Thursday, January 03, 2008

I’m continuing to focus on God’s role in bringing about my spiritual development, as opposed to my own effort. I used to say “God has done his part, so I need to do mine.” I don’t think this was exactly wrong, but I think it may have caused me to miss how much it’s really about God’s actions primarily.

Here’s a portion of Psalm 119 that really emphasizes God as the effecient cause of our spiritual advancement:

33 Teach me, O LORD, the way of Your statutes,
And I shall observe it to the end.
34 Give me understanding, that I may observe Your law
And keep it with all my heart.
35Make me walk in the path of Your commandments,
For I delight in it.
36Incline my heart to Your testimonies
And not to dishonest gain.
37Turn away my eyes from looking at vanity,
And revive me in Your ways.
38Establish Your word to Your servant,
As that which produces reverence for You.
39Turn away my reproach which I dread,
For Your ordinances are good.
40Behold, I long for Your precepts;
Revive me through Your righteousness.


Ρωμανός ~ Romanós said...

“God has done his part, so I need to do mine.” — This is correct from the Orthodox point of view and exemplifies what is meant by συνεργια. As C.S. Lewis puts into the mouth of Aslan in the Chronicles of Narnia, "You would not have called out to me, if I had not been calling to you." So the act of God always initiates, invites and incites. His grant to us of free will adds consent, and so we "work out our salvation in fear and trembling." This idea is, however, strongly opposed by the monergists, of whom until a couple of years ago I was unaware.

I was invited to fellowship at a coffeehouse by a business associate of mine. He knew I was Greek Orthodox. He was some brand of evangelical. I was surprised that my fellowship date showed up with two others, a 19 year old brother, and another in his thirty-somethings.

We sat down at table after getting our drinks, and as the brother who invited me asked me (as they always do) about the "Orthodox Church's teaching on…" and as I gave my best answer, prefacing all with the statement that "the Orthodox Church has no teachings; it receives the teaching of Christ and the Apostles," the thirty-something brother (I noticed) was feverishly looking things up in his bible and making notes to himself, without ever once looking me in the eye.

After my "host" slowed down his questions, it was the other's turn. (The young brother watched in silence.) Immediately I was challenged in a verbal frontal attack, armed with chapter and verse numbers, to support all the erroneous "teachings" that I had admitted to. One of them was the concept of the partnership between God and man in the process of salvation. Even though, from the Orthodox viewpoint, the divine synergia is definitely NOT defined as a 50-50 thing, rather an infinite-finite thing, the brother accused me of being something he called an Arminian (I think that's what it was), and said that there can be no partnership between God and man in the process of salvation. It's monergy or nothing. Everything we can do is dead works. We cannot even respond positively to God's invitation unless God has decided to give us the grace to do it.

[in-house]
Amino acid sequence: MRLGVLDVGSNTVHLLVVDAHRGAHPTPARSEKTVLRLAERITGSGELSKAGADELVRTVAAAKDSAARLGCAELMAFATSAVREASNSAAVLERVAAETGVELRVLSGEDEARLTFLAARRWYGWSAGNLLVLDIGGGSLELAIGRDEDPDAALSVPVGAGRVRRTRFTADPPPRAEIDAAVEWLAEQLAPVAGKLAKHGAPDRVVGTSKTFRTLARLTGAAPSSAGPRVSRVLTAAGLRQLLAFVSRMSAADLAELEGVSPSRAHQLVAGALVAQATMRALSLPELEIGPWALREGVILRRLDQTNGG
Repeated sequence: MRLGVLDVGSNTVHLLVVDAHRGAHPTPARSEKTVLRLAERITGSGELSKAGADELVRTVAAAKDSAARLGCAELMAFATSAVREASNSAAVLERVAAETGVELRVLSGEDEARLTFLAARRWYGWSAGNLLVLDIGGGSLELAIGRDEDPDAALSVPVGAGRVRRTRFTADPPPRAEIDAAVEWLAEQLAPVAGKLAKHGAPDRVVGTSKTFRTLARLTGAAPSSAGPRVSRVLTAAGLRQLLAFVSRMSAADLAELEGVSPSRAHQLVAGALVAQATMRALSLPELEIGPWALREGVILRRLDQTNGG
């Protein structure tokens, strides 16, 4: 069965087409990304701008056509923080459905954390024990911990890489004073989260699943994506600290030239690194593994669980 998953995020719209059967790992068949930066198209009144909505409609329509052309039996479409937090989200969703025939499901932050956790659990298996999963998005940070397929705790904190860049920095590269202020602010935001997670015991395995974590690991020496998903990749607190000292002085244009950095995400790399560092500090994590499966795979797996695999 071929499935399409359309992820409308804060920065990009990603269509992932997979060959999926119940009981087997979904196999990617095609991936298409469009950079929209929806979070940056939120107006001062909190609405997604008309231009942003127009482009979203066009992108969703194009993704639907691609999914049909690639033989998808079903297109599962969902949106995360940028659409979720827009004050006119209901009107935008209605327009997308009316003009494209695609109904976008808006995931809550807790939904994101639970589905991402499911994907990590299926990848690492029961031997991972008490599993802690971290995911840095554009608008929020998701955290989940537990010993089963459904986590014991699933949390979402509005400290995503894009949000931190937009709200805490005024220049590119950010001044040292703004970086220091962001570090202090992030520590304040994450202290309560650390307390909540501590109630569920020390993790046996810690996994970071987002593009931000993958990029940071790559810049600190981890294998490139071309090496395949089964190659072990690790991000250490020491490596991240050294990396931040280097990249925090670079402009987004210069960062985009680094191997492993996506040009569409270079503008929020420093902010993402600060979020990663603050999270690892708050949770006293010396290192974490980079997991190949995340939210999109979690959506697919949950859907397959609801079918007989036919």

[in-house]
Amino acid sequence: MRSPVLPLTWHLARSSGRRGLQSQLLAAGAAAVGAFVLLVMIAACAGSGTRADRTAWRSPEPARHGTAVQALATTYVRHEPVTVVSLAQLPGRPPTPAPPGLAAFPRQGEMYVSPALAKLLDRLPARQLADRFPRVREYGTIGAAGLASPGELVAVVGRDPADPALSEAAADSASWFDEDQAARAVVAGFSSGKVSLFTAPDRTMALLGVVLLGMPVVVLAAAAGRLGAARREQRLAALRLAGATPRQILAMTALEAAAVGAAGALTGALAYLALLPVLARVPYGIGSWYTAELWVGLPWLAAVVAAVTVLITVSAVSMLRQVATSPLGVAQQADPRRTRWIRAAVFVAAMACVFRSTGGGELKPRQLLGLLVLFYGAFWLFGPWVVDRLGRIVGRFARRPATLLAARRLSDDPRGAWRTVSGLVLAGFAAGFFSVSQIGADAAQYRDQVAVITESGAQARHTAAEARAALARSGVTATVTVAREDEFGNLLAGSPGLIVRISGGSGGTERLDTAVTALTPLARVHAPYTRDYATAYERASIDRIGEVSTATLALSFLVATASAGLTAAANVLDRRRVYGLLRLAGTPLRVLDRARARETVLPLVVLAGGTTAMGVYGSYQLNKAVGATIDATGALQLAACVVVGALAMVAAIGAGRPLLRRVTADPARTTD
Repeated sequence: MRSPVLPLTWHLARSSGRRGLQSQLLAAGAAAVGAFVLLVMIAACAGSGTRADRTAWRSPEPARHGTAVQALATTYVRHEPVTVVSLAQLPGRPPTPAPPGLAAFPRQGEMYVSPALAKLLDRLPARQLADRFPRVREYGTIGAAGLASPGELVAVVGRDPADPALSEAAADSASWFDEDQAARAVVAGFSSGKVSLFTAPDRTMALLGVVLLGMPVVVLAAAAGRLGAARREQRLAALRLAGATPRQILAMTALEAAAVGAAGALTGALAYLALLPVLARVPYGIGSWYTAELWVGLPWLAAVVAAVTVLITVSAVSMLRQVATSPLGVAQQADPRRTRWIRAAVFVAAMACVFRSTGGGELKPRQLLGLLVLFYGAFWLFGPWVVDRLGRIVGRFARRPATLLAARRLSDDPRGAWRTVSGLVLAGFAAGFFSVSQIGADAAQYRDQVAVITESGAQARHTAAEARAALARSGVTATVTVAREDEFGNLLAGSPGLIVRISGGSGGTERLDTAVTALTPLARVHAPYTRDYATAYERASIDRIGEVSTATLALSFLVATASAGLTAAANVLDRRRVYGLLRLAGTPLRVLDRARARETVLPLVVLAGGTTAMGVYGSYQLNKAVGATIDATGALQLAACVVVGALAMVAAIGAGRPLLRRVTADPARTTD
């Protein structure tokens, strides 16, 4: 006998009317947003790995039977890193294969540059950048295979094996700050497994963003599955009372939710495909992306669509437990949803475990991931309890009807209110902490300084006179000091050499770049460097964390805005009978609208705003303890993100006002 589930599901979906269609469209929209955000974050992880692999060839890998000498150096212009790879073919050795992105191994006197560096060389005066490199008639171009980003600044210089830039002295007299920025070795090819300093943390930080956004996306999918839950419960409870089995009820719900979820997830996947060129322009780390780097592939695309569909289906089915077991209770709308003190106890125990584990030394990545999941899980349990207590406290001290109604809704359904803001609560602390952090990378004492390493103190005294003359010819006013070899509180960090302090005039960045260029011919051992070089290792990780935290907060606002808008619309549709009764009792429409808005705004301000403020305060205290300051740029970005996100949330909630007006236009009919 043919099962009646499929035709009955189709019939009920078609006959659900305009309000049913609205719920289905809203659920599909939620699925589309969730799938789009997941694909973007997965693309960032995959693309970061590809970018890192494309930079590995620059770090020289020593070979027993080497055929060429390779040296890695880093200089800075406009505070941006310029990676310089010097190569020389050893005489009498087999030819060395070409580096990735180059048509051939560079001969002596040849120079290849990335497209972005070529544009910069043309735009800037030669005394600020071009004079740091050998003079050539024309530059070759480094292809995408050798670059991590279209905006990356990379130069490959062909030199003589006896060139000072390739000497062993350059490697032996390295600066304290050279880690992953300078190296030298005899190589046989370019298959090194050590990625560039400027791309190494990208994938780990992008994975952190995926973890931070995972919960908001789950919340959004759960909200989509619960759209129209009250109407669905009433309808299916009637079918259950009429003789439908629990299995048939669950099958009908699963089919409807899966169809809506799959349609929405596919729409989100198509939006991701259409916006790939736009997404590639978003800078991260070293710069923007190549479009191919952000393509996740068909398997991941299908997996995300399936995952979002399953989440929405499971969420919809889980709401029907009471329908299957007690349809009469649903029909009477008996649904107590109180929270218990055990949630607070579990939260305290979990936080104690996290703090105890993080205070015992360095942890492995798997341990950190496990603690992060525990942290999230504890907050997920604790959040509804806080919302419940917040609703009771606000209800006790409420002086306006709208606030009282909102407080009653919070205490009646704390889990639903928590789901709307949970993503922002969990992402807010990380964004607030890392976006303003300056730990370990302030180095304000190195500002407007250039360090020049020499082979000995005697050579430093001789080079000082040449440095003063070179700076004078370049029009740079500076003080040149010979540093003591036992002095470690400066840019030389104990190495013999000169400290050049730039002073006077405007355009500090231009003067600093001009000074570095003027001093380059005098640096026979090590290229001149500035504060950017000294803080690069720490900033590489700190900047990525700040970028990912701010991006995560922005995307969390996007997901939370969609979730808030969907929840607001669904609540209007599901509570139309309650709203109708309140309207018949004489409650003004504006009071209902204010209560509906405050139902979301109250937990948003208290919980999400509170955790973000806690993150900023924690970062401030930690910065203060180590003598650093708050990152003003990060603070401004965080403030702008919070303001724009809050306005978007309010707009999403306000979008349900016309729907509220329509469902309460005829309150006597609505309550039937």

Now, I wasn't then and am not now exactly sure if we weren't really saying the same thing, just using different semantic categories. I mean, infinite on God's side, finite on ours, is a mystery, something like saying 100% and 0%, and yet there is still a call and a response, because that 100% is just this side of infinity and this 0% is just that side of nothing. Come on! But the "pit bull of God" (I coined that expression at that incident and used it often since) was 100% right about monergy, and I along with the whole Orthodox Eastern Church were 100% wrong about synergy. Duh…

Back to your excellent post, I like your phrase "God as the efficient cause of our spiritual advancement." Does that makes us the co-efficient? ;-)

The psalms, because they are "worship in writing" can teach us the Truth while transcending language itself. That's because worship is the only context in which dogma (or doctrine) can be correctly apprehended. Hence, the raison d'etre of Orthodox Christianity.

I am not planning to blog publicly anymore, but I still visit your blog and will comment from time to time. I like the things you express, and I want to encourage you always. Keep it up, brother, and go with God.

Kenny said...


Thanks for your story, and sorry for your being ambushed by the monergists!

I love the equation you set up: infinite/finite -- I think that really gets at the mystery of working out our salvation with fear and trembling, and so biblically paradoxical.

Your story of the Monergists reminds me of the saying about "where angels fear to tread..." The sad state of man in his arrogance.